Tarsiers vanishing

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Tarsiers vanishing

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Tarsier
Tarsier

Out of 703 species and subspecies of the Philippine tarsiers, more than half of it is facing extinction.

Amid this disclosure during a recent scientists’ meeting in Singapore, Rep. Rene Lopez Relampagos has called for a more heightened conservation measures for the Philippine Tarsiers especially those found in Corella and Loboc towns.

This is the first time that the Philippine tarsier has been named as one of the world’s top 25 most endangered primates, a list compiled by the International Union for Conservation of Nature (IUCN), Bristol Zoological Society, International Primatological Society and Conservation International.  The list is updated every two years; the Philippine tarsier is part of the 2014 to 2016 list. However, the estimated number of Philippine tarsiers remaining in the wild is still unknown.

“I was surprised and saddened by the news,” Relampagos admitted.  “As an eco-tourism destination which prides itself as a place where Philippine tarsiers thrive, this news comes as an unexpected blow.  I mean, we have a number of conservation efforts to increase the number of Philippine tarsiers.  We also have in the province the Philippine Tarsier Conservatory in Corella and a Tarsier Sanctuary in Loboc.  We have tried but the experts reported something we never would have wanted to hear.”

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Despite the surprising news, Relampagos encouraged people to remain optimistic.  He also asked the provincial government and the concerned agencies like the Department of Environment and Natural Resources (DENR) to come up with stronger biodiversity conservation measures.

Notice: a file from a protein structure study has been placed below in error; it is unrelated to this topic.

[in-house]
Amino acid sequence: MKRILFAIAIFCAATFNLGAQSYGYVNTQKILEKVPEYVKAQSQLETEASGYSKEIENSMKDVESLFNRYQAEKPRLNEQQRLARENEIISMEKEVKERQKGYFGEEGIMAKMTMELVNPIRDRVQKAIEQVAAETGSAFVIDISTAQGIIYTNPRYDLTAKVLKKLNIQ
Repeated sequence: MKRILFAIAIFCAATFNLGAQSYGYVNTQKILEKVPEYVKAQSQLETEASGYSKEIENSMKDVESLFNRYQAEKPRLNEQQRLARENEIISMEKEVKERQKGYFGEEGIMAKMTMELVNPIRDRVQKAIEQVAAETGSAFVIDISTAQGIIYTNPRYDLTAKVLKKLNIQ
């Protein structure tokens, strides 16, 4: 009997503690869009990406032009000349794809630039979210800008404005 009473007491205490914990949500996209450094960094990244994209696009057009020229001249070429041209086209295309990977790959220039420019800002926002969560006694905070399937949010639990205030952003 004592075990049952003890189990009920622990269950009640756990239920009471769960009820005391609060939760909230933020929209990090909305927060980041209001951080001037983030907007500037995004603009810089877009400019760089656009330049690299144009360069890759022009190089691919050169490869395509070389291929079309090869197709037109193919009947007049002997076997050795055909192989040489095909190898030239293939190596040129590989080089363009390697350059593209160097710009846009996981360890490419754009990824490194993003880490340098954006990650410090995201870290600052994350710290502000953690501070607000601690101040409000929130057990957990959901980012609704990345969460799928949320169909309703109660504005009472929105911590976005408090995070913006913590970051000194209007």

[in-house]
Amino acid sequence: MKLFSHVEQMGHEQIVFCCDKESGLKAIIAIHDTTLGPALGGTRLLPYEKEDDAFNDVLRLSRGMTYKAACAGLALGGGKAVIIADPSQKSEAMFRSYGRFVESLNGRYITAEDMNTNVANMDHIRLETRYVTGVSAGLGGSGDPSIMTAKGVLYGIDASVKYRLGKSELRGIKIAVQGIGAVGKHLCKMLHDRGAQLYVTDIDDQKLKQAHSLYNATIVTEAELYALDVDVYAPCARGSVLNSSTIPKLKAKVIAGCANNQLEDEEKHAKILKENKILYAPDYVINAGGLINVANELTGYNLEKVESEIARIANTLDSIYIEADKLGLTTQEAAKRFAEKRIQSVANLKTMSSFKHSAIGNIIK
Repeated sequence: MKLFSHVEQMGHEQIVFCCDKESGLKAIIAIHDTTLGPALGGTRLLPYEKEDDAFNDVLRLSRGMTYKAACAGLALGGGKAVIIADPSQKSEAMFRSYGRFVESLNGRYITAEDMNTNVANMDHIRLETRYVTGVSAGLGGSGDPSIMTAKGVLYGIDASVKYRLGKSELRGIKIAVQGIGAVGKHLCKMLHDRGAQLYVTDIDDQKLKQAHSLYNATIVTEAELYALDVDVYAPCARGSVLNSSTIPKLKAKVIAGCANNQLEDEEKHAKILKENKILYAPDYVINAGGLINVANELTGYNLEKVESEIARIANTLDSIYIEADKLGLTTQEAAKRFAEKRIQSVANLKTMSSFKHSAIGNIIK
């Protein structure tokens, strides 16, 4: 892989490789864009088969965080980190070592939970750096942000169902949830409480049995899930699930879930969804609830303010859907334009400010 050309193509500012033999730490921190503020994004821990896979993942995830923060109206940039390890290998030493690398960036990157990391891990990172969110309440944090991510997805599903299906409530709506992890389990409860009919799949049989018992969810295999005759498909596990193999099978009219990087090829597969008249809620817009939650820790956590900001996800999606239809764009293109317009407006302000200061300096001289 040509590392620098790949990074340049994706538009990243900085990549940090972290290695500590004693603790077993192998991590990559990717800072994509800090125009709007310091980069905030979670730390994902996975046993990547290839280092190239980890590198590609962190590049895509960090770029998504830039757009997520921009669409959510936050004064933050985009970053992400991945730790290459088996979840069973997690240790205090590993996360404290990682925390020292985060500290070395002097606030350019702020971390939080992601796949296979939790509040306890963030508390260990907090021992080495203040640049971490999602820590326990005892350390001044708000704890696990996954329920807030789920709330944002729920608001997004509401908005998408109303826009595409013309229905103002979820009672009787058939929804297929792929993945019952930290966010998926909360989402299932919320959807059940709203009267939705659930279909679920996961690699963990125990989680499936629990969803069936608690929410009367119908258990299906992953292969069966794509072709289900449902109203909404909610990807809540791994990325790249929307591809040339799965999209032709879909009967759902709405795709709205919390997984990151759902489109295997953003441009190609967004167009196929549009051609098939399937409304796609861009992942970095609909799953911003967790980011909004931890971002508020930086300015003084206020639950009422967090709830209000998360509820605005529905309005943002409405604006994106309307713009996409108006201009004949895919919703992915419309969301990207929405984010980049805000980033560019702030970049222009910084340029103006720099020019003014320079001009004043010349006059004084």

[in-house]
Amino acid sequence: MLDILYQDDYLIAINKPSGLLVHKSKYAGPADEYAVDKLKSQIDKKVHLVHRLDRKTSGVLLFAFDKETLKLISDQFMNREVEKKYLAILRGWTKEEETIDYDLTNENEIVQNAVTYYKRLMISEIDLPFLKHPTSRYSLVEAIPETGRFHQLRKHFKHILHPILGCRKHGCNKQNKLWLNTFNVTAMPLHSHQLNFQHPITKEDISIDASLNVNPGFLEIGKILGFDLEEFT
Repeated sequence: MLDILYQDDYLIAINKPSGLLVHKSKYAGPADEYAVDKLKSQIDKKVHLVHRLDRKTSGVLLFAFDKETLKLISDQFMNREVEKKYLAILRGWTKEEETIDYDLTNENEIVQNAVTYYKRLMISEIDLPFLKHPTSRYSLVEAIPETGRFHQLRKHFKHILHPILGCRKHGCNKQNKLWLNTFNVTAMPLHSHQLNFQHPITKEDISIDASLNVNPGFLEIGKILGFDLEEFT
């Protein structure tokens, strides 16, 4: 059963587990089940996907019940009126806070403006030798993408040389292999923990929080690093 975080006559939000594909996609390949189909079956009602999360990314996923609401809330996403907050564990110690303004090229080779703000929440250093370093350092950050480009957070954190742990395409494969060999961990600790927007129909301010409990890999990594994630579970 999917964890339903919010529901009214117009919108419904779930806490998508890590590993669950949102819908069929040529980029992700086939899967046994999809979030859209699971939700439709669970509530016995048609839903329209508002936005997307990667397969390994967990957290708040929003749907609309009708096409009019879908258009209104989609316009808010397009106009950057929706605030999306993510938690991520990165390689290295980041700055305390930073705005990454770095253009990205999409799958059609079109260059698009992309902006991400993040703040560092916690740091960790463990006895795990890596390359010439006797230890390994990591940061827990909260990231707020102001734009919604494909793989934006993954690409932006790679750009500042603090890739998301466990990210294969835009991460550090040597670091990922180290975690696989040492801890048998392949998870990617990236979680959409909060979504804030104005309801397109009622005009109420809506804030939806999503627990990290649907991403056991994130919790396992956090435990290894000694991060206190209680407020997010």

“I commend our provincial government and our various government agencies for all the work that they have done in protecting our tarsiers and conserving Bohol’s rich biodiversity.  In the wake of this news, I call upon my colleagues in the government service to amplify our efforts in protecting our Philippine Tarsiers as well our other forms of flora and fauna from extinction.  We need to double our efforts not only to preserve our tarsiers but also the rest of our endangered species,” said Relampagos.

Relampagos, who chairs the House Committee on Tourism, reiterated his position of spreading awareness regarding these concerns through information dissemination.

“We need to raise awareness regarding this issue on our people.  This way, they will be able to contribute in solving this important biodiversity concern.  We need to disseminate information and of course, make our people feel the importance of a rich biodiversity in maintaining our standing as a premiere eco-tourism destination, an industry which a lot of our Boholanos are depending on for livelihood.”

The first district representative stressed that everyone should feel that they are accountable on the life of the country’s wildlife at risk of extinction.

“We need to be responsible in preserving our country’s wildlife treasures.  We should never forget our primary duty of being stewards of whatever it is that we have here in our country,” Relampagos noted.

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